Home / Government and politics / Gainesville Chamber Looks To New Administration For Tax Reform
The Spot cashier Rose Machado, 21, works at the Gainesville restaurant on Tuesday. The Gainesville Area Chamber of Commerce hopes the upcoming administration will put forward tax reforms that will help The Spot and other local businesses. (Nate Phillips/WUFT News)

Gainesville Chamber Looks To New Administration For Tax Reform

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Officials with the Gainesville Area Chamber of Commerce are hoping that federal tax reform will accompany the new presidential administration and its effects will give a boost to business in the University City.

“Our vision is that this region would be the global hub, or at least a global hub, of talent, innovation and opportunity,” said Kamal Latham, the chamber’s vice president of public policy. “Central to that is having a business climate that allows businesses to flourish.”

In October 2015, the chamber issued a statement pushing the incoming administration to lower business-tax rates and simplify the tax code within its first 100 days though it didn’t offer a specific route for doing so.

Now with President-elect Donald Trump’s inauguration two days away, the chamber is reiterating its position and plans to push it by backing the Commission on Fiscal Responsibility and Reform’s quest for comprehensive tax reform.

Latham said the chamber isn’t offering support for anything specific beyond that for the commission and its decisions.

“There are a lot of smart people that study this issue, and we hope that a lot of great ideas will bubble up to the surface,” he said. “We hope that, at the end of the day, federal policies that come forward will aim at incentivizing innovation.”

Chamber spokeswoman Alyssa Brown said the 2015 resolution stemmed from the wishes of members within the chamber. With about 1,400 businesses represented, the chamber is constantly working to improve the area’s business climate and meet its members’ needs, she said.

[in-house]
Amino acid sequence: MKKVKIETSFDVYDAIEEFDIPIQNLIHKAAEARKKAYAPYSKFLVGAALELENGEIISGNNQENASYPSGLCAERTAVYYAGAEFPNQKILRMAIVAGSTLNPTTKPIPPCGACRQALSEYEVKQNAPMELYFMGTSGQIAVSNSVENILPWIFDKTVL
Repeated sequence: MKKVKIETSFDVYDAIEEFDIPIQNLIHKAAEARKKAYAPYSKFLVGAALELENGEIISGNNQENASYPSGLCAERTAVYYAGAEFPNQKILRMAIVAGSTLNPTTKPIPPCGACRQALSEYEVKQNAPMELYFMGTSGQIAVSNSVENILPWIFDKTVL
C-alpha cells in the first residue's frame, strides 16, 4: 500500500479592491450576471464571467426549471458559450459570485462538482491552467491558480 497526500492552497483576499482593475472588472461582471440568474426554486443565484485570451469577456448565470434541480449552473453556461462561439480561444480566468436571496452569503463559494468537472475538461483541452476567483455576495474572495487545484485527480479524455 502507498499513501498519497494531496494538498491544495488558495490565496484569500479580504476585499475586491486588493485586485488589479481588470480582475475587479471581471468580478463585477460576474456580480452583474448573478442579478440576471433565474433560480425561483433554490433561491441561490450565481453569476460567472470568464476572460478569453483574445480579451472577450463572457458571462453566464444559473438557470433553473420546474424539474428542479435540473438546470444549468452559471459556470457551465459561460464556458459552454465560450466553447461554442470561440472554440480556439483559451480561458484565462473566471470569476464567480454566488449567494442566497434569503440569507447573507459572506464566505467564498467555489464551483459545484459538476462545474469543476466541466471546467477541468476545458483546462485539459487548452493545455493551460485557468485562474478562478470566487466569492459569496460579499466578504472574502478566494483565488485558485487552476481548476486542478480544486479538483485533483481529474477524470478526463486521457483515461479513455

“Our members are at the heart of every action that we take,” Brown said, “and for many years, our members have addressed the need to reform taxes.”

According to Trump’s campaign platform, all businesses — no matter their size and income — will pay a flat 15-percent income tax rate. This reform, according to the platform, will allow small businesses to flourish and reduce the likelihood of them outsourcing their work.

Although Trump’s business promises were sometimes overshadowed during the heated presidential campaign, chamber officials are hopeful he will take on the issues facing the federal tax system and alleviate burdens placed on small businesses.

Redi Kola said he’s excited about the prospect of tax cuts, “but it almost sounds too good to be true.”

A co-owner of the Greek-American restaurant The Spot on West University Avenue in Gainesville, Kola said business tax cuts would help new investors participate in and contribute to the local economy.

“I know a lot of people that are scared to invest right now,” he said. “Businesses do better with time, but it’s not easy to start one.”

The Spot, which opened in 2015, pays an average tax rate of about 30 percent, Kola said.

Although that percentage sometimes varies depending on monthly earnings, Trump’s promised 15 percent tax would benefit The Spot greatly, he said. If such reforms are passed, he said, the business could begin to look to expand and hire more employees.

“Business tax cuts would help a lot,” Kola said.

Jan Patterson, owner of the coffee shop Patticakes, said the success of her business’s original location, in the Haile Village Center, helped her receive approval from the Gainesville Community Redevelopment Agency to open a new location in Bo Diddley Plaza.

Patterson said she didn’t want to speak on a flat business income tax rate but that she applauds the chamber’s efforts to assist local businesses.

“The president-elect has said that he will make it easier for businesses to do business, and I hope he follows through with that promise,” she said.

Latham said he hopes the chamber’s push for tax reform will be addressed efficiently at the federal level.

“We have a lot of brilliant people here in the Gainesville region who have given their life’s work to inventing things and launching companies that are outgrowths of their intellectual genius,” he said.

“Any federal policies that deal with taxation, at the end of the day, should give an incentive to innovators and entrepreneurs to keep going and investing in their businesses.”

About Nate Phillips

Nate Phillips is a reporter at WUFT News. To reach him, please call 301-910-1160.

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